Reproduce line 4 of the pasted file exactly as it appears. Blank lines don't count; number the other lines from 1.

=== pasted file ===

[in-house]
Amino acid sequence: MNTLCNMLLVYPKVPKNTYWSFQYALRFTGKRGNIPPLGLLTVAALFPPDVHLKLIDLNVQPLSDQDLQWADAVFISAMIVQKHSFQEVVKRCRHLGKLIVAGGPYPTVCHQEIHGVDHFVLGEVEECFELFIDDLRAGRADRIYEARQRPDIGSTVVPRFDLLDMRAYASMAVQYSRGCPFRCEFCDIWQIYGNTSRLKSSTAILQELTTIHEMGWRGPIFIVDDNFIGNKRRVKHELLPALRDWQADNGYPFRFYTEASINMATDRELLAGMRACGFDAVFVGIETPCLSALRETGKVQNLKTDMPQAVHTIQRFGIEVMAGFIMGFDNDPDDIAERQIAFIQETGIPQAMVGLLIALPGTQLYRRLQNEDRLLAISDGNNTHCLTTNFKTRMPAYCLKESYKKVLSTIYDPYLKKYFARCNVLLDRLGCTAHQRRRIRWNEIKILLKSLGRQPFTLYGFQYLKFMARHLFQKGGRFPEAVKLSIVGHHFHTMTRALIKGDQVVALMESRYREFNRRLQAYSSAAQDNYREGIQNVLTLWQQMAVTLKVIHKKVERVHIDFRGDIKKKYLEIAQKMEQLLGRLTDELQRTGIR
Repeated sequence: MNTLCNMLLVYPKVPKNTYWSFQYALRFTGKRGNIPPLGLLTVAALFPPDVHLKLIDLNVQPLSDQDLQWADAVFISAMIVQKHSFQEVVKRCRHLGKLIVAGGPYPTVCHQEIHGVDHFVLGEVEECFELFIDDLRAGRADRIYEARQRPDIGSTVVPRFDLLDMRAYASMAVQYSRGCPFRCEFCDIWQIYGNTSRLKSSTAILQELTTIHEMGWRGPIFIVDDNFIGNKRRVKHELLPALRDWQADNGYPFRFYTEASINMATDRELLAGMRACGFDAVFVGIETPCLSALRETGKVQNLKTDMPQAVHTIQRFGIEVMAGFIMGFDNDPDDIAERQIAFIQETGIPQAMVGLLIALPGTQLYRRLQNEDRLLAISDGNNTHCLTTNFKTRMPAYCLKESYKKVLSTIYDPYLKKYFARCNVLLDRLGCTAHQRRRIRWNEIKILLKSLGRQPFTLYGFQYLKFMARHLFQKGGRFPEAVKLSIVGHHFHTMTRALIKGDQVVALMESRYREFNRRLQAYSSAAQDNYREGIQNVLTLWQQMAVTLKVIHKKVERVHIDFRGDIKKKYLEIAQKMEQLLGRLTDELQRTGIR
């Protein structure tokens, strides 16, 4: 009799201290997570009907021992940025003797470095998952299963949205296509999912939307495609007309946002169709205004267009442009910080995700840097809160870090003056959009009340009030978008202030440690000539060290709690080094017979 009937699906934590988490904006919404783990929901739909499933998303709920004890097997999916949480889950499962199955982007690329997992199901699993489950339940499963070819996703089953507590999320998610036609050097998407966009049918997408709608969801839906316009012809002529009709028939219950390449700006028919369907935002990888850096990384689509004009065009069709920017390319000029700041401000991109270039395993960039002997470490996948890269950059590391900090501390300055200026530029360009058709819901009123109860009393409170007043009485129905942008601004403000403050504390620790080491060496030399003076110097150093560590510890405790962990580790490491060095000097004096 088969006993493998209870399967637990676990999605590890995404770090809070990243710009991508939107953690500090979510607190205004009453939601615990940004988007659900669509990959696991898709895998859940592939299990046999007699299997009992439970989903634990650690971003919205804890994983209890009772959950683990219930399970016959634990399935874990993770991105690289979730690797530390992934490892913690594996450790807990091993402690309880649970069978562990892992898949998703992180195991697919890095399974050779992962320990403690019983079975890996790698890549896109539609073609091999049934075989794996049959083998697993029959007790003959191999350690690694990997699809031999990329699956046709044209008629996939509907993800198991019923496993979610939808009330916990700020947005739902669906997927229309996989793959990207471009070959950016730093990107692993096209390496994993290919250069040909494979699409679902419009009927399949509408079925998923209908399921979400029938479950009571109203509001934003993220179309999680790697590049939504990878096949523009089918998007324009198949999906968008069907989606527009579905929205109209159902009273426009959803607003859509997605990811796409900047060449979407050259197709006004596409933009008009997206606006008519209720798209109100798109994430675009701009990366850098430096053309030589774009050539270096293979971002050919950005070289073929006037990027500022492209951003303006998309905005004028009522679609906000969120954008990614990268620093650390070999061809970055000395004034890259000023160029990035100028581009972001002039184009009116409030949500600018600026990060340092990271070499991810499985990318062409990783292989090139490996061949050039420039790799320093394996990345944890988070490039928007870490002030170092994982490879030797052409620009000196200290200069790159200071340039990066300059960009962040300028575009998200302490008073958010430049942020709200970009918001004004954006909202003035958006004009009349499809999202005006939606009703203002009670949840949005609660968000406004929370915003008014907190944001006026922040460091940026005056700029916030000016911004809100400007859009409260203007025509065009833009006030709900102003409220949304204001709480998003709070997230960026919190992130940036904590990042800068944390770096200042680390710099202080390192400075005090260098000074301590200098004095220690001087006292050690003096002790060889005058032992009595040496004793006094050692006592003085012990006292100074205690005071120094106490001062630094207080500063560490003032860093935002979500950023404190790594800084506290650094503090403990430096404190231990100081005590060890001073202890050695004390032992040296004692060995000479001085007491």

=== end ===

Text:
């Protein structure tokens, strides 16, 4: 009799201290997570009907021992940025003797470095998952299963949205296509999912939307495609007309946002169709205004267009442009910080995700840097809160870090003056959009009340009030978008202030440690000539060290709690080094017979 009937699906934590988490904006919404783990929901739909499933998303709920004890097997999916949480889950499962199955982007690329997992199901699993489950339940499963070819996703089953507590999320998610036609050097998407966009049918997408709608969801839906316009012809002529009709028939219950390449700006028919369907935002990888850096990384689509004009065009069709920017390319000029700041401000991109270039395993960039002997470490996948890269950059590391900090501390300055200026530029360009058709819901009123109860009393409170007043009485129905942008601004403000403050504390620790080491060496030399003076110097150093560590510890405790962990580790490491060095000097004096 088969006993493998209870399967637990676990999605590890995404770090809070990243710009991508939107953690500090979510607190205004009453939601615990940004988007659900669509990959696991898709895998859940592939299990046999007699299997009992439970989903634990650690971003919205804890994983209890009772959950683990219930399970016959634990399935874990993770991105690289979730690797530390992934490892913690594996450790807990091993402690309880649970069978562990892992898949998703992180195991697919890095399974050779992962320990403690019983079975890996790698890549896109539609073609091999049934075989794996049959083998697993029959007790003959191999350690690694990997699809031999990329699956046709044209008629996939509907993800198991019923496993979610939808009330916990700020947005739902669906997927229309996989793959990207471009070959950016730093990107692993096209390496994993290919250069040909494979699409679902419009009927399949509408079925998923209908399921979400029938479950009571109203509001934003993220179309999680790697590049939504990878096949523009089918998007324009198949999906968008069907989606527009579905929205109209159902009273426009959803607003859509997605990811796409900047060449979407050259197709006004596409933009008009997206606006008519209720798209109100798109994430675009701009990366850098430096053309030589774009050539270096293979971002050919950005070289073929006037990027500022492209951003303006998309905005004028009522679609906000969120954008990614990268620093650390070999061809970055000395004034890259000023160029990035100028581009972001002039184009009116409030949500600018600026990060340092990271070499991810499985990318062409990783292989090139490996061949050039420039790799320093394996990345944890988070490039928007870490002030170092994982490879030797052409620009000196200290200069790159200071340039990066300059960009962040300028575009998200302490008073958010430049942020709200970009918001004004954006909202003035958006004009009349499809999202005006939606009703203002009670949840949005609660968000406004929370915003008014907190944001006026922040460091940026005056700029916030000016911004809100400007859009409260203007025509065009833009006030709900102003409220949304204001709480998003709070997230960026919190992130940036904590990042800068944390770096200042680390710099202080390192400075005090260098000074301590200098004095220690001087006292050690003096002790060889005058032992009595040496004793006094050692006592003085012990006292100074205690005071120094106490001062630094207080500063560490003032860093935002979500950023404190790594800084506290650094503090403990430096404190231990100081005590060890001073202890050695004390032992040296004692060995000479001085007491």